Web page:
House passes 3.5 percent military pay raise

The House approved a 3.5 percent pay raise for military personnel Thursday, also approving measures to scale back the Defense Department's controversial personnel system and limit public-private competitions for government work.

"There are many provisions in this bill that are good for our men and women in uniform, such as a 3.5 percent pay raise and a prohibition on fee increases for the TRICARE and TRICARE pharmacy programs," said Armed Services Committee Chairman Ike Skelton, D-Mo., following the 397-27 vote to pass the fiscal 2008 Defense authorization legislation.

The final measure preserved committee language to overhaul the Pentagon's National Security Personnel System, which has been challenged by federal labor unions as limiting the collective bargaining and appeal rights of the department's civilian employees.

The House-passed bill would restore those rights and would require the department to bargain with unions before implementing changes to its pay-for-performance system.

The White House opposes the changes, and in a statement warned that presidential advisers would recommend that Bush veto the final bill if it includes the language.

Federal labor union officials, however, praised the House vote. "We commend the House of Representatives for repairing the damage inflicted by the department's misguided personnel system," said American Federation of Government Employees President John Gage.

The House also left untouched committee-passed provisions related to competitive sourcing, the process of inviting the private sector to bid on government work under Office of Management and Budget Circular A-76.

An amendment sponsored by Nancy Boyda, D-Kan., would give federal employees new appeal rights in A-76 competitions, and would give managers discretion not to recompete work at the end of an in-house team's performance period.

The bill would also push the department to develop guidance on bringing contracted work back in-house, prevent contractors from gaining a cost advantage by offering health or retirement benefits cheaper than those provided to federal employees, limit OMB's role in the Pentagon's decision-making around competitive sourcing, and require a reconsideration of all ongoing competitions to gauge whether they should continue.

The bill would require all agencies to notify Congress of their intention to announce a new competition.

The White House condemned the A-76 provisions, as well as lawmakers' decision to raise pay more than the 3 percent proposed in the president's budget, but did not threaten to veto the authorization measure based on those issues.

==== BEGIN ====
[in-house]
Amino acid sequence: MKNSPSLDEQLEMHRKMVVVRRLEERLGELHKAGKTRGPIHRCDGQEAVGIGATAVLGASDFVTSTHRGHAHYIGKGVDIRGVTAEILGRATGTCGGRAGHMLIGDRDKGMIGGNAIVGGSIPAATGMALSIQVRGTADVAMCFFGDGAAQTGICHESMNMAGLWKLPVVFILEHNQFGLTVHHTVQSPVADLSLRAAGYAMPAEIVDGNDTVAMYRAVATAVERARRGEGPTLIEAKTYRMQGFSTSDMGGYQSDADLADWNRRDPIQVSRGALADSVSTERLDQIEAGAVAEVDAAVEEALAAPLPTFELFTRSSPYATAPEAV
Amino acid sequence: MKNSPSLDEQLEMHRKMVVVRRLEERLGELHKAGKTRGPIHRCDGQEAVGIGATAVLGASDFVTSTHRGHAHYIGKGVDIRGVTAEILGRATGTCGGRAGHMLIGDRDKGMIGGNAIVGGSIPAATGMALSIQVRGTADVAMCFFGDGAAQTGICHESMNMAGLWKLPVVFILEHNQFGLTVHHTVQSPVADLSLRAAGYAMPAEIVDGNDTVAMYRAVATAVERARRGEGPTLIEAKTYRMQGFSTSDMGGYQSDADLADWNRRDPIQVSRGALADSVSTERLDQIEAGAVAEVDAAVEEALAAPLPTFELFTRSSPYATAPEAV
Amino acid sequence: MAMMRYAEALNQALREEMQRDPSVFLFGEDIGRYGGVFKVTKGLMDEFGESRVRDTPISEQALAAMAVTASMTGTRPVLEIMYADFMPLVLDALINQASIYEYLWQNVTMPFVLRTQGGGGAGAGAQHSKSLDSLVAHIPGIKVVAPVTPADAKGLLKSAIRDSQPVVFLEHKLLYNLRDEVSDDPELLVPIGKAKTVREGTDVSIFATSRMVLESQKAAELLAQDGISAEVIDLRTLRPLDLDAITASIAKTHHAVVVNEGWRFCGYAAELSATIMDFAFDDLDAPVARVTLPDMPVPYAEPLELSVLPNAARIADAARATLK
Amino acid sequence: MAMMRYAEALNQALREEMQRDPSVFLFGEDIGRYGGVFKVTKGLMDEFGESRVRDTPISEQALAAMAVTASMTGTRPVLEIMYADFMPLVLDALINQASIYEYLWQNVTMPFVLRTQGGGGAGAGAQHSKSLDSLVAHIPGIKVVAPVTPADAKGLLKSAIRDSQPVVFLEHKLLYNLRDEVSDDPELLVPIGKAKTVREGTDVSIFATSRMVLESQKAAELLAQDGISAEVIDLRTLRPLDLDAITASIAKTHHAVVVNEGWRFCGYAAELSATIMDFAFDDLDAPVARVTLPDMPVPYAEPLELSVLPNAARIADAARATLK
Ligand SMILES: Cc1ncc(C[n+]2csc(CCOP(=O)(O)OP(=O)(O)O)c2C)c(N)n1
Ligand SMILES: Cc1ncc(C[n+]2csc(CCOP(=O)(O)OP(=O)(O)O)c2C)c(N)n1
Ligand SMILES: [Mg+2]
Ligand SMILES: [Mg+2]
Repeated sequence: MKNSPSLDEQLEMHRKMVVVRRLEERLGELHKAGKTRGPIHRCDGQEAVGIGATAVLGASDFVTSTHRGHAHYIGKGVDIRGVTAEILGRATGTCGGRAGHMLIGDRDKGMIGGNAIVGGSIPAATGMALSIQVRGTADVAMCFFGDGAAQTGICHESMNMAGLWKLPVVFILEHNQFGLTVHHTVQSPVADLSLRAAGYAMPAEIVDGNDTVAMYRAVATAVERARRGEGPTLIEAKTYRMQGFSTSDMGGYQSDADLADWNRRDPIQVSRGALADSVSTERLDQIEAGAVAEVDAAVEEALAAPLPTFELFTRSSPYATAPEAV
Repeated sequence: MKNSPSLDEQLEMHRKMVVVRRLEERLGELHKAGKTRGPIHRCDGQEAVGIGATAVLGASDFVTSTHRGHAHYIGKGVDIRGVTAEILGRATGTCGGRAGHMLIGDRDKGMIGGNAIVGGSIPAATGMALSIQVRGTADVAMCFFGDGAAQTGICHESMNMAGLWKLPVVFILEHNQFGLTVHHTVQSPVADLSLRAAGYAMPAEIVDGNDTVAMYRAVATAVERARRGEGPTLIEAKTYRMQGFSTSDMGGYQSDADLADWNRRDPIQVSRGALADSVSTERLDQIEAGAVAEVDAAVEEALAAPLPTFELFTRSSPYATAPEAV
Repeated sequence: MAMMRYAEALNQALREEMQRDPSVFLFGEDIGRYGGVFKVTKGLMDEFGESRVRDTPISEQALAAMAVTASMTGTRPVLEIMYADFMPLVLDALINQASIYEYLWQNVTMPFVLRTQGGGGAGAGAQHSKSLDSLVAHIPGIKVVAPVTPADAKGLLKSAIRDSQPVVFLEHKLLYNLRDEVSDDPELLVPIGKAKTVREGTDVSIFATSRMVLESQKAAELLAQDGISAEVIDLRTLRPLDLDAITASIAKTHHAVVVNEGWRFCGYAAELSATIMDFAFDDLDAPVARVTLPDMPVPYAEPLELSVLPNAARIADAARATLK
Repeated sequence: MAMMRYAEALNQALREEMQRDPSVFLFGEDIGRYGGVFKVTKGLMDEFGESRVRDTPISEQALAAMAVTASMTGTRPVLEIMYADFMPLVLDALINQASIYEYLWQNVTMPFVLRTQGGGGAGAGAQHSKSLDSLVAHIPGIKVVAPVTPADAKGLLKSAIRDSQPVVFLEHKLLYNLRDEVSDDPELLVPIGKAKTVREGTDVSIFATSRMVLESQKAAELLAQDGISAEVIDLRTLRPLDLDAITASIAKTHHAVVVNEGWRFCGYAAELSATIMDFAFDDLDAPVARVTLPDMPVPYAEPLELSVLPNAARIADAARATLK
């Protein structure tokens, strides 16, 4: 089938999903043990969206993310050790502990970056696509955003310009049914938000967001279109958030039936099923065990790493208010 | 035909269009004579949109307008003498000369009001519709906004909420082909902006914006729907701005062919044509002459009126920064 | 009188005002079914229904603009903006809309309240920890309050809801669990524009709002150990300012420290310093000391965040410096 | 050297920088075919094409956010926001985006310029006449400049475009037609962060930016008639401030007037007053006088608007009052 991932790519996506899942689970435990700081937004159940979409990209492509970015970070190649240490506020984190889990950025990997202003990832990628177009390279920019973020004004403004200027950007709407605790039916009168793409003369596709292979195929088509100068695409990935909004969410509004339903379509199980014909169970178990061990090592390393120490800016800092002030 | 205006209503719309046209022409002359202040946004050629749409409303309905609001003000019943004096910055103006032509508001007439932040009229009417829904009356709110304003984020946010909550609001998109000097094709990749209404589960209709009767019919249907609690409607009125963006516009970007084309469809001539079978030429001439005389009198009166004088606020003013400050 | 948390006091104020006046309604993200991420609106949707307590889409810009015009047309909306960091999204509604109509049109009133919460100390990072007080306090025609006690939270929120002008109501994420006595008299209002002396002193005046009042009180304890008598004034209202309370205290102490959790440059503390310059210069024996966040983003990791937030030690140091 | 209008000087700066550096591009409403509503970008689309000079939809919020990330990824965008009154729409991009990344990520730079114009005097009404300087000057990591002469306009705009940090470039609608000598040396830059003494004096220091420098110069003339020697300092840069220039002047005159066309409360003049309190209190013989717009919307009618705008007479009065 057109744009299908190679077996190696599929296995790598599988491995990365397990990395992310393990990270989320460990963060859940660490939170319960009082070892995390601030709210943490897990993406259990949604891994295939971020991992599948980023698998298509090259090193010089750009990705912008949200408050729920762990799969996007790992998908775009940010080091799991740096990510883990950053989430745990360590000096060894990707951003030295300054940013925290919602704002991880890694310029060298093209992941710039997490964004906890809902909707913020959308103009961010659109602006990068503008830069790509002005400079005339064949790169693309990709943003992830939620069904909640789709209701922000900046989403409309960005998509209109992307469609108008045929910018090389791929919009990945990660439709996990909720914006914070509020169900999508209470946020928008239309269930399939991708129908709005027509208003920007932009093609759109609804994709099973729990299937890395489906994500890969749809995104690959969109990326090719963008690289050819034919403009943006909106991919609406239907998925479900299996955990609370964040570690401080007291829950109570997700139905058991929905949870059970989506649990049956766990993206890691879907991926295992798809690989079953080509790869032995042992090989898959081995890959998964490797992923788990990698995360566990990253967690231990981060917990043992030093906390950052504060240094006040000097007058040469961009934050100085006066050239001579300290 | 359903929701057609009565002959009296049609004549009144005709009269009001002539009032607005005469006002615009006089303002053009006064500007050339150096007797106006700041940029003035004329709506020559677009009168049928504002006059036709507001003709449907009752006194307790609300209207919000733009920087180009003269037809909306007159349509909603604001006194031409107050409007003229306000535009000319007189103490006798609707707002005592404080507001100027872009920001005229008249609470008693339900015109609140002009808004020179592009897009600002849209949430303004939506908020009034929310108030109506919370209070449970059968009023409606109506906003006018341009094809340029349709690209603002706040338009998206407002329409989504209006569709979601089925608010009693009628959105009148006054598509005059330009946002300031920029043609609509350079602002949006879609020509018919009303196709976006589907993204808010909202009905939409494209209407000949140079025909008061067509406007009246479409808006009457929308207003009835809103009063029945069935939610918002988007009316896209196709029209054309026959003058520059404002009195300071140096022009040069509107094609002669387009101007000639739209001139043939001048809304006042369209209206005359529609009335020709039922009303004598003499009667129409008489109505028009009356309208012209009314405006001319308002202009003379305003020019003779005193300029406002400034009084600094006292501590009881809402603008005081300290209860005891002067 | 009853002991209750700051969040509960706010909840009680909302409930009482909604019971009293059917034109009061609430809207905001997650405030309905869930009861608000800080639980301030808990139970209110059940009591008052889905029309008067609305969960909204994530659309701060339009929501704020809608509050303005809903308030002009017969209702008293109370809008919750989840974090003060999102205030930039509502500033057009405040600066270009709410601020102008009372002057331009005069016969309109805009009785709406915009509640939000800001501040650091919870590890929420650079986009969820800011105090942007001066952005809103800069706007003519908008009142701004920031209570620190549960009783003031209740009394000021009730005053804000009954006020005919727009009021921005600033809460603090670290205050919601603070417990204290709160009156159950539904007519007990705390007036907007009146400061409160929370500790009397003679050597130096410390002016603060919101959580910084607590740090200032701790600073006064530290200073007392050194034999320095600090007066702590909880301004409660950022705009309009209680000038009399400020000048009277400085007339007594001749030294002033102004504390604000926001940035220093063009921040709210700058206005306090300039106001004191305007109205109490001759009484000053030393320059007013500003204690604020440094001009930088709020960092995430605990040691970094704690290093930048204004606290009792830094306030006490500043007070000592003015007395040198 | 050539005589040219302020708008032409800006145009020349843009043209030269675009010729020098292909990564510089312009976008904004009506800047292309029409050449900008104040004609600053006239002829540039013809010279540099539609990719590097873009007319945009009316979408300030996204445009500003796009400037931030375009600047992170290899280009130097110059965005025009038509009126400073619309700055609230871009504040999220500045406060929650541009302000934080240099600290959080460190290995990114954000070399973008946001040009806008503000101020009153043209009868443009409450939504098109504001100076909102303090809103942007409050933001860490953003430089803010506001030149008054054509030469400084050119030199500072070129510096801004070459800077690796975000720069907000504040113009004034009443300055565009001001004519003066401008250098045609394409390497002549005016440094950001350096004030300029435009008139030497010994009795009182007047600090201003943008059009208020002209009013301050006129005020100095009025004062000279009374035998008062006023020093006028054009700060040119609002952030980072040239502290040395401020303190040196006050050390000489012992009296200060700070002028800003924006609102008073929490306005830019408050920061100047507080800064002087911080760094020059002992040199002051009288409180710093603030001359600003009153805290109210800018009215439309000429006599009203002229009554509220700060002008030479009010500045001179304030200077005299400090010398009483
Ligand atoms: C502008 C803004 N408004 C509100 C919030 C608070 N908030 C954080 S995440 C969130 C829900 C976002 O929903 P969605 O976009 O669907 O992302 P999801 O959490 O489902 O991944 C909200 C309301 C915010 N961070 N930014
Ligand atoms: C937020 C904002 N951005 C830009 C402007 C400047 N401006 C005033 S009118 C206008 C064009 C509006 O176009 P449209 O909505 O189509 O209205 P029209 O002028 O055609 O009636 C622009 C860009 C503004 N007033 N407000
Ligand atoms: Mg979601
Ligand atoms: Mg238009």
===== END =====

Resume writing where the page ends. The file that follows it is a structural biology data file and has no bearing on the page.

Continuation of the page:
Brittany R. Ballenstedt contributed to this report.

Stay up-to-date with federal news alerts and analysis — Sign up for GovExec's email newsletters.
Close [ x ] More from GovExec

Thank you for subscribing to newsletters from
We think these reports might interest you:

  • Sponsored by Brocade

    Best of 2016 Federal Forum eBook

    Earlier this summer, Federal and tech industry leaders convened to talk security, machine learning, network modernization, DevOps, and much more at the 2016 Federal Forum. This eBook includes a useful summary highlighting the best content shared at the 2016 Federal Forum to help agencies modernize their network infrastructure.

  • Sponsored by CDW-G

    GBC Flash Poll Series: Merger & Acquisitions

    Download this GBC Flash Poll to learn more about federal perspectives on the impact of industry consolidation.

  • Sponsored by One Identity

    One Nation Under Guard: Securing User Identities Across State and Local Government

    In 2016, the government can expect even more sophisticated threats on the horizon, making it all the more imperative that agencies enforce proper identity and access management (IAM) practices. In order to better measure the current state of IAM at the state and local level, Government Business Council (GBC) conducted an in-depth research study of state and local employees.

  • Sponsored by Aquilent

    The Next Federal Evolution of Cloud

    This GBC report explains the evolution of cloud computing in federal government, and provides an outlook for the future of the cloud in government IT.

  • Sponsored by Aquilent

    A DevOps Roadmap for the Federal Government

    This GBC Report discusses how DevOps is steadily gaining traction among some of government's leading IT developers and agencies.

  • Sponsored by LTC Partners, administrators of the Federal Long Term Care Insurance Program

    Approaching the Brink of Federal Retirement

    Approximately 10,000 baby boomers are reaching retirement age per day, and a growing number of federal employees are preparing themselves for the next chapter of their lives. Learn how to tackle the challenges that today's workforce faces in laying the groundwork for a smooth and secure retirement.

  • Sponsored by Hewlett Packard Enterprise

    Cyber Defense 101: Arming the Next Generation of Government Employees

    Read this issue brief to learn about the sector's most potent challenges in the new cyber landscape and how government organizations are building a robust, threat-aware infrastructure

  • Sponsored by Aquilent

    GBC Issue Brief: Cultivating Digital Services in the Federal Landscape

    Read this GBC issue brief to learn more about the current state of digital services in the government, and how key players are pushing enhancements towards a user-centric approach.

  • Sponsored by CDW-G

    Joint Enterprise Licensing Agreements

    Read this eBook to learn how defense agencies can achieve savings and efficiencies with an Enterprise Software Agreement.

  • Sponsored by Cloudera

    Government Forum Content Library

    Get all the essential resources needed for effective technology strategies in the federal landscape.


When you download a report, your information may be shared with the underwriters of that document.